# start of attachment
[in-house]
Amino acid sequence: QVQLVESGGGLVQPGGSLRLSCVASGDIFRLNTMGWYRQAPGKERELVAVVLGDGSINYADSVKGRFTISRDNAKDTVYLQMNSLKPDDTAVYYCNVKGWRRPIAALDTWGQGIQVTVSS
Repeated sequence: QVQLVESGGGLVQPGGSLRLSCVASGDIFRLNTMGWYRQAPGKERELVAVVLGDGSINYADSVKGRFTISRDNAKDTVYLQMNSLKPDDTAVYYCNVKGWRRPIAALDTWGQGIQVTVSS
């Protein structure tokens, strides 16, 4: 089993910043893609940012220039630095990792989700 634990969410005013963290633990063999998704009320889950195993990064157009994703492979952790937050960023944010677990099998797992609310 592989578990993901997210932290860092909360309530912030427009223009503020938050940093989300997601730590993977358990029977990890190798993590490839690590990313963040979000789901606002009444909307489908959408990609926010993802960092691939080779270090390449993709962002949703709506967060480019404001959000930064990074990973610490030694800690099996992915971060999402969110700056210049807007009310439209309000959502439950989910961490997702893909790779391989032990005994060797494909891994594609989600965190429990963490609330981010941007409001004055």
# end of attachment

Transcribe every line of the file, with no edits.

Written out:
[in-house]
Amino acid sequence: QVQLVESGGGLVQPGGSLRLSCVASGDIFRLNTMGWYRQAPGKERELVAVVLGDGSINYADSVKGRFTISRDNAKDTVYLQMNSLKPDDTAVYYCNVKGWRRPIAALDTWGQGIQVTVSS
Repeated sequence: QVQLVESGGGLVQPGGSLRLSCVASGDIFRLNTMGWYRQAPGKERELVAVVLGDGSINYADSVKGRFTISRDNAKDTVYLQMNSLKPDDTAVYYCNVKGWRRPIAALDTWGQGIQVTVSS
């Protein structure tokens, strides 16, 4: 089993910043893609940012220039630095990792989700 634990969410005013963290633990063999998704009320889950195993990064157009994703492979952790937050960023944010677990099998797992609310 592989578990993901997210932290860092909360309530912030427009223009503020938050940093989300997601730590993977358990029977990890190798993590490839690590990313963040979000789901606002009444909307489908959408990609926010993802960092691939080779270090390449993709962002949703709506967060480019404001959000930064990074990973610490030694800690099996992915971060999402969110700056210049807007009310439209309000959502439950989910961490997702893909790779391989032990005994060797494909891994594609989600965190429990963490609330981010941007409001004055």